Bird’s Nest Stadium and Water Cube Aquatics Center
Beijing Olympic Park was repurposed after the 2008 Beijing Olympic Games into a 2,864 acre comprehensive activity center that the public is encouraged to visit.
There are numerous sights to see at this enormous park. Number one on many tourists’ lists of things to see inside the park is the National Stadium, better known as The Bird’s Nest.
It is one of the most well-known attractions to tourists and natives alike in Beijing. I think this place would look much, much better at night though.
There are also the Water Cube Aquatic Center and the China Science and Technology Museum, which are favorites of many Chinese parents and children.
Tourist tip: Please wear a mask at all times. (Air pollution.)
No.46 Jiuba Street, Chaoyang District, Beijing 100020, China
Tel: +86 10 6415 5812
Opening Hours: 24/7 Daily; Individual shops may vary
Used to be famous bar street, now more for shopping and hipster cafes
Sanlitun used to be an area known for its bar street, though there was a clean-up campaign and many of the bars are now gone.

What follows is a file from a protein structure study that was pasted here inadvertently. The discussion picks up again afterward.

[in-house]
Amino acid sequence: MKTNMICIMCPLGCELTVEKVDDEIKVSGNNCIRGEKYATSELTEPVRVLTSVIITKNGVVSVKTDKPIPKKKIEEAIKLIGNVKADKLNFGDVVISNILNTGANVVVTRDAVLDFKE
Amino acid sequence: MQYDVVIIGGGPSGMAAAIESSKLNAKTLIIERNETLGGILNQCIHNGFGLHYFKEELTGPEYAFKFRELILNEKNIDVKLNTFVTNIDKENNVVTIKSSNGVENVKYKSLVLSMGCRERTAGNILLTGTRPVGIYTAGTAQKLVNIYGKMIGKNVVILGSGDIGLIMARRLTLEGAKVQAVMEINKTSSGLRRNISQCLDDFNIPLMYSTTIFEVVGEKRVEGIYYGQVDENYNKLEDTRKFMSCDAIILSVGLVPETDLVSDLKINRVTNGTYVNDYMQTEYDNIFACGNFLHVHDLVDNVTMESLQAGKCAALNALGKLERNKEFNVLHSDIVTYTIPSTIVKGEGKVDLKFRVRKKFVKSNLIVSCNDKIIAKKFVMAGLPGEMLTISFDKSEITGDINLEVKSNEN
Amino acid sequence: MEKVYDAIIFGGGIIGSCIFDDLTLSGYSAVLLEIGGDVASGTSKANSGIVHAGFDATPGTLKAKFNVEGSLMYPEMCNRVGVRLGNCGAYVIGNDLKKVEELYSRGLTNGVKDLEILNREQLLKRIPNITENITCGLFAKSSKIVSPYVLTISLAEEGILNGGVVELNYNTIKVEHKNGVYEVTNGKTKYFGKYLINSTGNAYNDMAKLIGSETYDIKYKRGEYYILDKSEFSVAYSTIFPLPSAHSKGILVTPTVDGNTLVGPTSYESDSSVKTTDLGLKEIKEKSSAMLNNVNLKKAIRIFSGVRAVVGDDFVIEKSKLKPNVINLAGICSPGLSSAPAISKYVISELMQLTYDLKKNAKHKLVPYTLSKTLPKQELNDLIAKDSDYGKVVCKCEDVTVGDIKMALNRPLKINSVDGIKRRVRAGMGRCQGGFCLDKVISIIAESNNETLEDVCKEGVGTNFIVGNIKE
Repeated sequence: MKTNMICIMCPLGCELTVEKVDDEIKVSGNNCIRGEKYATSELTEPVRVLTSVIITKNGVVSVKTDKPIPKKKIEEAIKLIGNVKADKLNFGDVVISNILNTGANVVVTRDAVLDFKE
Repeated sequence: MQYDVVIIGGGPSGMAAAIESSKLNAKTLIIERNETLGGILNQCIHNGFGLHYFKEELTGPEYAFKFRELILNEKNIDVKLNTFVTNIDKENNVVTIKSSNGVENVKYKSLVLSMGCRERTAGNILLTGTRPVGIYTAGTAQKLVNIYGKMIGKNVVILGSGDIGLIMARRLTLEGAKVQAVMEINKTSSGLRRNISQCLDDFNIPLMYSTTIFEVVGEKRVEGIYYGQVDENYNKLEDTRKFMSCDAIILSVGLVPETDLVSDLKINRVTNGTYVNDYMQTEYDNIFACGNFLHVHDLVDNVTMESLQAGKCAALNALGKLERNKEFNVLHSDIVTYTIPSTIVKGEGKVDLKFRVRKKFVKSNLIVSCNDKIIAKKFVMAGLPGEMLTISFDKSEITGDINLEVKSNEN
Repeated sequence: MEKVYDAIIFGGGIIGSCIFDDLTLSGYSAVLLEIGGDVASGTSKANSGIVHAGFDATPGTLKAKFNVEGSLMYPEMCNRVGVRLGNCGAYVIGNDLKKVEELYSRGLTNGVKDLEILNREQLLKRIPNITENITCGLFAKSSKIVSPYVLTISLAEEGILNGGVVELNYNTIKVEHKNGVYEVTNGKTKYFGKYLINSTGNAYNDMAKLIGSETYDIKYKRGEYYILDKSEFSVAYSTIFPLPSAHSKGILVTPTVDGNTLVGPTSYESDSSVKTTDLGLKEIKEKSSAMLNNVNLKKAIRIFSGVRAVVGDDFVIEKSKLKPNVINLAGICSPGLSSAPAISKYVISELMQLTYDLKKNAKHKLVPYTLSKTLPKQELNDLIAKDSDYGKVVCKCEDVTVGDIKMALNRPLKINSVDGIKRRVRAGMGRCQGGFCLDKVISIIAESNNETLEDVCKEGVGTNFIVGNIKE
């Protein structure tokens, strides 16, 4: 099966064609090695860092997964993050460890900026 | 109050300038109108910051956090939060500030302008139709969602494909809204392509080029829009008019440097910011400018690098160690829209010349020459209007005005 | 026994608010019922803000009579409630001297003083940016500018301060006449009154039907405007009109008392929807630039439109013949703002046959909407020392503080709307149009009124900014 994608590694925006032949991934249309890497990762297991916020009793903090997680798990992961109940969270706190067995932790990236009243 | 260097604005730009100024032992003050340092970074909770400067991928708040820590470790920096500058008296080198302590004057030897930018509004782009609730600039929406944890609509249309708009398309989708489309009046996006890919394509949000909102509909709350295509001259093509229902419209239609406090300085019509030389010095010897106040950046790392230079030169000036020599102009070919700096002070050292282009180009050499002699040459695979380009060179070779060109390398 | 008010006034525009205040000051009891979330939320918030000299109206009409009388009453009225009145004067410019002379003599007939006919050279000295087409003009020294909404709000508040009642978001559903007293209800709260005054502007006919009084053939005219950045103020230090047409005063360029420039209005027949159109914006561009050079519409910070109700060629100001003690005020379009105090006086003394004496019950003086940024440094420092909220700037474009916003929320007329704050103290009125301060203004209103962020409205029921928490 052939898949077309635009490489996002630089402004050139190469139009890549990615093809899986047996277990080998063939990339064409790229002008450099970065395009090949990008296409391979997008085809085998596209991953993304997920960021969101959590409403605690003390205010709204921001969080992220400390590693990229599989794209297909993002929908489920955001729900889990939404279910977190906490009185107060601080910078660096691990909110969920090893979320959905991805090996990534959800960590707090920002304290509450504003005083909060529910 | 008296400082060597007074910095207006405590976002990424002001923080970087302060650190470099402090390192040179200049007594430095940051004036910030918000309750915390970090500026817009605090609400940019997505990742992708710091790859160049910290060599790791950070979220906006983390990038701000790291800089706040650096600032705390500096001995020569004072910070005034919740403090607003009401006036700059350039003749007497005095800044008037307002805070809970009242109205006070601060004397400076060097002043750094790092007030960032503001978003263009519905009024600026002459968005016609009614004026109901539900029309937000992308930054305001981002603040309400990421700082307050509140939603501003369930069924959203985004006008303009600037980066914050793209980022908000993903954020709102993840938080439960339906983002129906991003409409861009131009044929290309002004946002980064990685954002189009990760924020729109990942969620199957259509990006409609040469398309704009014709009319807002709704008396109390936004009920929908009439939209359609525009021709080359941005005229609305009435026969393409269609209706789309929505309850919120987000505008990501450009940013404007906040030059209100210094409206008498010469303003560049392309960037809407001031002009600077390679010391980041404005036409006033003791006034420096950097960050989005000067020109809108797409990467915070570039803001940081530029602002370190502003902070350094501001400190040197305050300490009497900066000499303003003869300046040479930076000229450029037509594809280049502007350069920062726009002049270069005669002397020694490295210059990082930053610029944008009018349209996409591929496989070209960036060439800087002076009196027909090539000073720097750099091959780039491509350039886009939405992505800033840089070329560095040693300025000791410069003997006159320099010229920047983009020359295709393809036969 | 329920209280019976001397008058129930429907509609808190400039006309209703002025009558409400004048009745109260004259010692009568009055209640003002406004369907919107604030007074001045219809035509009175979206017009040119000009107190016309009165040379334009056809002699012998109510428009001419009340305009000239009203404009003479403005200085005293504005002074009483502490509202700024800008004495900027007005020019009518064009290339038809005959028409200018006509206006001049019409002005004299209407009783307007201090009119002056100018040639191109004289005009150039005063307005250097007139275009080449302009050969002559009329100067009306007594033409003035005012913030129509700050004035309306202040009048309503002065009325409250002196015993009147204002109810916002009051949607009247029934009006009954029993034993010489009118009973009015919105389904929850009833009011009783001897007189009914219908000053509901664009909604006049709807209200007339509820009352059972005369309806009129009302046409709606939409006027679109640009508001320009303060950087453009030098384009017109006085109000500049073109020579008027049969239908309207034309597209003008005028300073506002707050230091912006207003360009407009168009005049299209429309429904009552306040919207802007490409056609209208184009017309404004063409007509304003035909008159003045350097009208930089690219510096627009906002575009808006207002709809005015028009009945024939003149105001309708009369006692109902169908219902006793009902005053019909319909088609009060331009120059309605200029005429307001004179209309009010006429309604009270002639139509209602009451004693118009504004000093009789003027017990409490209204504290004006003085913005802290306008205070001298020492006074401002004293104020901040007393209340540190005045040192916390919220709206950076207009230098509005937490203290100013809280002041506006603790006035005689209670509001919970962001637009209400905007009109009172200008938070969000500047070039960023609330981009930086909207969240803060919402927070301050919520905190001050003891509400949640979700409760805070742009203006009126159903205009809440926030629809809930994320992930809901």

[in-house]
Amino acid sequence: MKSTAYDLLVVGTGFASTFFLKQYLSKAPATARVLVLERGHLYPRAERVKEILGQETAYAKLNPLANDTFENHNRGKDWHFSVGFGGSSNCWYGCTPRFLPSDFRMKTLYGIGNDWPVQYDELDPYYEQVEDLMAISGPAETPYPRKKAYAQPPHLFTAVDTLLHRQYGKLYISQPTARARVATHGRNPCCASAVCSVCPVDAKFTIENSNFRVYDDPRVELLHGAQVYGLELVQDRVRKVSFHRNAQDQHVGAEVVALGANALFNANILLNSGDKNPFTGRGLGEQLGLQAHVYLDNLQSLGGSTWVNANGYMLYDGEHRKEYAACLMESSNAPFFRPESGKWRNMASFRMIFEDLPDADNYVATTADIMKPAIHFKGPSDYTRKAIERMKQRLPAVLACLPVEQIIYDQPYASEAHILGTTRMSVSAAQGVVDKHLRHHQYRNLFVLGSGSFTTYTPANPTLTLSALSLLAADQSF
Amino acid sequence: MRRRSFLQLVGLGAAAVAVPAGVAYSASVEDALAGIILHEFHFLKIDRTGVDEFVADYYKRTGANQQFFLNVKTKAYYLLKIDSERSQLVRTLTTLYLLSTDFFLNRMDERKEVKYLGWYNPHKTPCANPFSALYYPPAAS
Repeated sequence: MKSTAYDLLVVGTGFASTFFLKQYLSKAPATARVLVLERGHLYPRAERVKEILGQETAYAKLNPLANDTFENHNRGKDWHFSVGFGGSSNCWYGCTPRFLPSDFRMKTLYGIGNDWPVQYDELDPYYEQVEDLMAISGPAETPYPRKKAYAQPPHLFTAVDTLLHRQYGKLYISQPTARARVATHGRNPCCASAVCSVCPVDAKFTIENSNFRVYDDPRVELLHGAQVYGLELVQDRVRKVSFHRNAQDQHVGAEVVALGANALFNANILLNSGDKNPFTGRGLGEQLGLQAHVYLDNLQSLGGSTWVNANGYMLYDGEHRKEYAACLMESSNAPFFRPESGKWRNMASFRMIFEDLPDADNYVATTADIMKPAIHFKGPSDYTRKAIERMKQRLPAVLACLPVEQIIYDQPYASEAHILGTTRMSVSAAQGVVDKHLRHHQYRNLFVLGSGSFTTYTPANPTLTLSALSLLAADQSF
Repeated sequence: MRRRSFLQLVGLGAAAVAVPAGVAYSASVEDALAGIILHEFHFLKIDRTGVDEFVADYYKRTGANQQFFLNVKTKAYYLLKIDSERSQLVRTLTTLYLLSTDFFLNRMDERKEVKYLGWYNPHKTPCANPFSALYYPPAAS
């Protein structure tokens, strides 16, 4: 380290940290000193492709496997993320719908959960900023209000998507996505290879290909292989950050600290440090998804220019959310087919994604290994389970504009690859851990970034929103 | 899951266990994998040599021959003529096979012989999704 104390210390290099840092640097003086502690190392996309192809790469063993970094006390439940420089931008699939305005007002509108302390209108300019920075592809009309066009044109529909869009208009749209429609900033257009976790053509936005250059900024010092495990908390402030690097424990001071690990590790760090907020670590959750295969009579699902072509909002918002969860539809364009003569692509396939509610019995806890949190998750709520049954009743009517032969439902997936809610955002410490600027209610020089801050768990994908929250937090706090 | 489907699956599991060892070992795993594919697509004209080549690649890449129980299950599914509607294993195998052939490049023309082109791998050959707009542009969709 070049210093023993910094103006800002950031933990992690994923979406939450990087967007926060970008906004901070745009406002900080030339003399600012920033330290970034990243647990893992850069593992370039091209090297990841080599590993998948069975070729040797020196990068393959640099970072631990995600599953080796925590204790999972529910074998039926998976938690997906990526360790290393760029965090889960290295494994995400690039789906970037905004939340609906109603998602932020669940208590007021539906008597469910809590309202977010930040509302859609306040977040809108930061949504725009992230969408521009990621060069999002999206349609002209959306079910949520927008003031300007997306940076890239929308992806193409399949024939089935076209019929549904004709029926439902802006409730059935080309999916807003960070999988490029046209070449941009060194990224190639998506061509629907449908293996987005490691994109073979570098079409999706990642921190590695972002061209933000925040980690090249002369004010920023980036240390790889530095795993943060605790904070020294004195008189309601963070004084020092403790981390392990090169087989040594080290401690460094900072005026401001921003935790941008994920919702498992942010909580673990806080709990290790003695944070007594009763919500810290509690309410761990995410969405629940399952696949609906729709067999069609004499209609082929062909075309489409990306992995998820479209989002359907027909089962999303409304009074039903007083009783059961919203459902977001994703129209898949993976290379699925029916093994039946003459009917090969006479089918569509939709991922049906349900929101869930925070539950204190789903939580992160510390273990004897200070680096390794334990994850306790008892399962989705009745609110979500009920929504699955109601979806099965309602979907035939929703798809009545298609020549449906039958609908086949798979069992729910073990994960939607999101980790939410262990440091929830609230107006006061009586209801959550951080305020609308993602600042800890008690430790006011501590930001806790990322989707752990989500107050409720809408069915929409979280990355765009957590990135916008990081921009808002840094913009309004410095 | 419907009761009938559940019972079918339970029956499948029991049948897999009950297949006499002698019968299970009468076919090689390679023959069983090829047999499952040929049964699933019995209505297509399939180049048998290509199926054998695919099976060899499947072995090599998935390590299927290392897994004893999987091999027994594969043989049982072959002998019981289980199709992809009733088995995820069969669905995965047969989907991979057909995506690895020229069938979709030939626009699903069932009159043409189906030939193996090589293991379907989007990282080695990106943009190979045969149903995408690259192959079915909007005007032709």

However, it is still a place for staying out late, upmarket shopping, or exploring international cuisine and hipster cafes.
Taikoo Li is where the young (they look rich) and “fashionable” hang out. Fashionable is subjective lah.
This is also the birth-place of the famed instagrammable dirty buns. Surprise, surprise.
Qianmen Main Street, Beijing 100050, China
Tel: +86 10 6511 8110
Opening Hours: 24/7 (Daily); Individual stores may vary
Beijing’s oldest shopping street
Qianmen Street was once a historical staple in Beijing, beginning in 1300 until the entire street was burnt to the ground in the early 1900s.
It was then rebuilt to resemble old Beijing, though the influence of the 1920s and 30s is apparent.
The modern streetcars serve the pedestrian-only area at no cost to visitors. The historically accurate architecture houses everything from modern souvenir shops to traditional Chinese candy and snack stalls.
Many are really here for the famed Peking Duck Restaurant Quanjude Roast Duck 全聚德.
Brands like Zara, H&M, and Sephora are located in the shopping zone. Starbucks, KFC, MCDondalds and Haagen-Daaz are found nestled amongst local eateries. You may also enjoy a visit to the world-famous wax museum, Madame Tussauds, for under USD30.
MUJI Hotel Beijing, will also be at Qianmen. Exciting.